The cure for IT cost bloat for supplier McKesson was to move many of its medical software applications to Linux, which could then be used on less expensive commodity hardware instead of expensive mainframes.
The move began in 2004. Today, San Francisco-based McKesson offers about 50 of its 70 most popular health care applications - dealing with everything from billing to pharmacy records, staffing, admissions, physician order entry systems and surgery scheduling - on Linux, reducing costs for hospitals and medical offices.
The move was solidified in February, when McKesson partnered with Linux vendor Red Hat to unveil the Red Hat Enterprise Healthcare Platform, which was customized to meet the needs of the health care industry.
"Three years ago, we started a push to move the company to more open standards, including open-source [software] as much as possible," said Michael Simpson, senior vice president and general manager of the clinicals division within McKesson Provider Technologies.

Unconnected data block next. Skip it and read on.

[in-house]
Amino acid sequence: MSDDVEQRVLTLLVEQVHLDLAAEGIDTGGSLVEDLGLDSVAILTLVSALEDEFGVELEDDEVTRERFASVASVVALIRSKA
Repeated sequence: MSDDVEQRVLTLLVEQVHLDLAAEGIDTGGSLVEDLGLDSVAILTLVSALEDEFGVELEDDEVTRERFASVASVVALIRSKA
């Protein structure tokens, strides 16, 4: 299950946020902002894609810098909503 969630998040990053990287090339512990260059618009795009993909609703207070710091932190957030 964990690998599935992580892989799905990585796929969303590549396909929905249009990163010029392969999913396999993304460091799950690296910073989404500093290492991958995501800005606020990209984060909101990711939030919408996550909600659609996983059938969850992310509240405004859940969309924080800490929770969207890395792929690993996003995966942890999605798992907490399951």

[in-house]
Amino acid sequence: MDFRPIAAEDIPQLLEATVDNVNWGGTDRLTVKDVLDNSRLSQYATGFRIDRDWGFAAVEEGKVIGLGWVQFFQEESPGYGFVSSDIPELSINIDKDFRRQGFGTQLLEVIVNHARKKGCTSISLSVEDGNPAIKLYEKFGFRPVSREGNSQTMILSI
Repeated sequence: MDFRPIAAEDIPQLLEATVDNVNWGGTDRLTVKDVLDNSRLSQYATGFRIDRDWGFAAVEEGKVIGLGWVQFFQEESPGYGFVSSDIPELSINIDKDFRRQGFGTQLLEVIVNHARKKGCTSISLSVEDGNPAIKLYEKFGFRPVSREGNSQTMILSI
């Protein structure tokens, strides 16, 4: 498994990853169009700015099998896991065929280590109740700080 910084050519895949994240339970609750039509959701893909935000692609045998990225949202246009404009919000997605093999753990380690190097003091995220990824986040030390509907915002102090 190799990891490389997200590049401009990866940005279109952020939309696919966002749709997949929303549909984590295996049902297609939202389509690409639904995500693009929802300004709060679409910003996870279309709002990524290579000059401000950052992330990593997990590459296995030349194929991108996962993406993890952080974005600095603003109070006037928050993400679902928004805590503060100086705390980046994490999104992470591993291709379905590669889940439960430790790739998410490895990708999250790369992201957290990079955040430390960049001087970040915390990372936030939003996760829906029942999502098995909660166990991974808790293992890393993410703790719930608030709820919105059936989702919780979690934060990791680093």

Simpson, who had served as the company's chief technology officer, said the move made sense because hospital costs could be reduced by replacing mainframes and their expensive proprietary Unix operating systems with Linux on basic servers. "Our first goal was reducing capital costs and annual maintenance costs for customers," he explained.
At first, convincing hospital executives to go with McKesson's Linux-based applications was difficult because of fears that Linux wouldn't be as reliable as Unix, which had been in their IT shops for years, Simpson said. "It took some time for them to understand that open source is safe, that open source has support," he added.
The deal with Red Hat "really kicked the programme into gear," he said, allowing McKesson to offer its software with Red Hat Enterprise Linux in a top-to-bottom package for mission-critical hospital IT systems.
Red Hat estimated that health care facilities that have switched have been able to save as much as 60% on IT costs compared with what they were spending before.